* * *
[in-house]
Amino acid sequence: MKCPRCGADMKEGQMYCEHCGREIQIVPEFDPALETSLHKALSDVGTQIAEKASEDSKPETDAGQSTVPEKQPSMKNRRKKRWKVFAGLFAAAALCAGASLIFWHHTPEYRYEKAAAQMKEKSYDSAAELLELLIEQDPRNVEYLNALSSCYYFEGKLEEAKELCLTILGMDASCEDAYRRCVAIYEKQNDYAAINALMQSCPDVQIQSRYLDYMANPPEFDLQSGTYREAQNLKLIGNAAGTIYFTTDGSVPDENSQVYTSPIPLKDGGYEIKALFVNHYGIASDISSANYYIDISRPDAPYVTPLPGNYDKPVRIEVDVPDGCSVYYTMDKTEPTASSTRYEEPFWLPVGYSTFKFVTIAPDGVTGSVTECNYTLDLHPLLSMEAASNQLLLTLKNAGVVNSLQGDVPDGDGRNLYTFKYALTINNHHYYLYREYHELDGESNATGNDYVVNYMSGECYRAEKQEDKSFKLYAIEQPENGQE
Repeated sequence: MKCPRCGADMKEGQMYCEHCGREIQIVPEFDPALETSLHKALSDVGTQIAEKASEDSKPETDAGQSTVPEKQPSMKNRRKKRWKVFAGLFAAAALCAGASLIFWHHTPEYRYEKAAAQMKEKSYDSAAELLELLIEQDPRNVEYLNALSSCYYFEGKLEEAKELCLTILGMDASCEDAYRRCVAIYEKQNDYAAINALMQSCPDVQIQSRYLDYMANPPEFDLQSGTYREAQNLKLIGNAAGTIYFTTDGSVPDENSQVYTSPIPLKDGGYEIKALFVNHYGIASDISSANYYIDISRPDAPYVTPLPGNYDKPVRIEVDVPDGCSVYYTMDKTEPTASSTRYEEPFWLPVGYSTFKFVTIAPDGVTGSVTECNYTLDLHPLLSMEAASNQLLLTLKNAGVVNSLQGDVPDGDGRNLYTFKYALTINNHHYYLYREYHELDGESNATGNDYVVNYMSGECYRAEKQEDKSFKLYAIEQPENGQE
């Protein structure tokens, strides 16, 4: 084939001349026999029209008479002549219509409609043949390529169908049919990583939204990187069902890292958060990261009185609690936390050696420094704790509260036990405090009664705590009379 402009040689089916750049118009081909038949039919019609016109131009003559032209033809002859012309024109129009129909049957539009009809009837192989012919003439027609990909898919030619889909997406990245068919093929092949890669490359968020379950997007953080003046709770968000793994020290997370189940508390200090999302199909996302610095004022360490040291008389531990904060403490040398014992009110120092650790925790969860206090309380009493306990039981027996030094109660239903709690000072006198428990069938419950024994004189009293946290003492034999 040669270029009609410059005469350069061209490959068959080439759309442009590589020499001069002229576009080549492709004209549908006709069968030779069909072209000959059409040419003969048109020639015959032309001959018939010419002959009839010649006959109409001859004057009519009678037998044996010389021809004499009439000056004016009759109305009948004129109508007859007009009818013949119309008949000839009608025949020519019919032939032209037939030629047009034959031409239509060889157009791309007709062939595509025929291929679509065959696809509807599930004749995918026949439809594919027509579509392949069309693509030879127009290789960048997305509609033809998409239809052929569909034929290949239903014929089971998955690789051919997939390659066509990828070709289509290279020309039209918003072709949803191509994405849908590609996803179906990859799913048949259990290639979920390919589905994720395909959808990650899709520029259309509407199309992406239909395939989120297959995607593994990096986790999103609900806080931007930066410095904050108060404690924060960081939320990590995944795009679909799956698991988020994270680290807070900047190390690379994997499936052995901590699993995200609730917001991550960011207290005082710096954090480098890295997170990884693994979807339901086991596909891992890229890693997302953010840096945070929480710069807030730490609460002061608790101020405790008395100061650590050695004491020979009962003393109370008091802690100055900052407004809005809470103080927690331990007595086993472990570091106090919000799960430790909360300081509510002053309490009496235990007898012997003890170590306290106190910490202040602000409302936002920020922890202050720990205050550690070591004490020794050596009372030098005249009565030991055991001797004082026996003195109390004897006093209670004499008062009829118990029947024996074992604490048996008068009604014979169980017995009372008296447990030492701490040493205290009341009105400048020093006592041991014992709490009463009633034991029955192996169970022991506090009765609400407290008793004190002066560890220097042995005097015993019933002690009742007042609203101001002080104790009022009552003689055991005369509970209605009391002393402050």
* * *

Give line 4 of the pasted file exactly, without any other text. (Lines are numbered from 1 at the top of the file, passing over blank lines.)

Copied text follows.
């Protein structure tokens, strides 16, 4: 084939001349026999029209008479002549219509409609043949390529169908049919990583939204990187069902890292958060990261009185609690936390050696420094704790509260036990405090009664705590009379 402009040689089916750049118009081909038949039919019609016109131009003559032209033809002859012309024109129009129909049957539009009809009837192989012919003439027609990909898919030619889909997406990245068919093929092949890669490359968020379950997007953080003046709770968000793994020290997370189940508390200090999302199909996302610095004022360490040291008389531990904060403490040398014992009110120092650790925790969860206090309380009493306990039981027996030094109660239903709690000072006198428990069938419950024994004189009293946290003492034999 040669270029009609410059005469350069061209490959068959080439759309442009590589020499001069002229576009080549492709004209549908006709069968030779069909072209000959059409040419003969048109020639015959032309001959018939010419002959009839010649006959109409001859004057009519009678037998044996010389021809004499009439000056004016009759109305009948004129109508007859007009009818013949119309008949000839009608025949020519019919032939032209037939030629047009034959031409239509060889157009791309007709062939595509025929291929679509065959696809509807599930004749995918026949439809594919027509579509392949069309693509030879127009290789960048997305509609033809998409239809052929569909034929290949239903014929089971998955690789051919997939390659066509990828070709289509290279020309039209918003072709949803191509994405849908590609996803179906990859799913048949259990290639979920390919589905994720395909959808990650899709520029259309509407199309992406239909395939989120297959995607593994990096986790999103609900806080931007930066410095904050108060404690924060960081939320990590995944795009679909799956698991988020994270680290807070900047190390690379994997499936052995901590699993995200609730917001991550960011207290005082710096954090480098890295997170990884693994979807339901086991596909891992890229890693997302953010840096945070929480710069807030730490609460002061608790101020405790008395100061650590050695004491020979009962003393109370008091802690100055900052407004809005809470103080927690331990007595086993472990570091106090919000799960430790909360300081509510002053309490009496235990007898012997003890170590306290106190910490202040602000409302936002920020922890202050720990205050550690070591004490020794050596009372030098005249009565030991055991001797004082026996003195109390004897006093209670004499008062009829118990029947024996074992604490048996008068009604014979169980017995009372008296447990030492701490040493205290009341009105400048020093006592041991014992709490009463009633034991029955192996169970022991506090009765609400407290008793004190002066560890220097042995005097015993019933002690009742007042609203101001002080104790009022009552003689055991005369509970209605009391002393402050």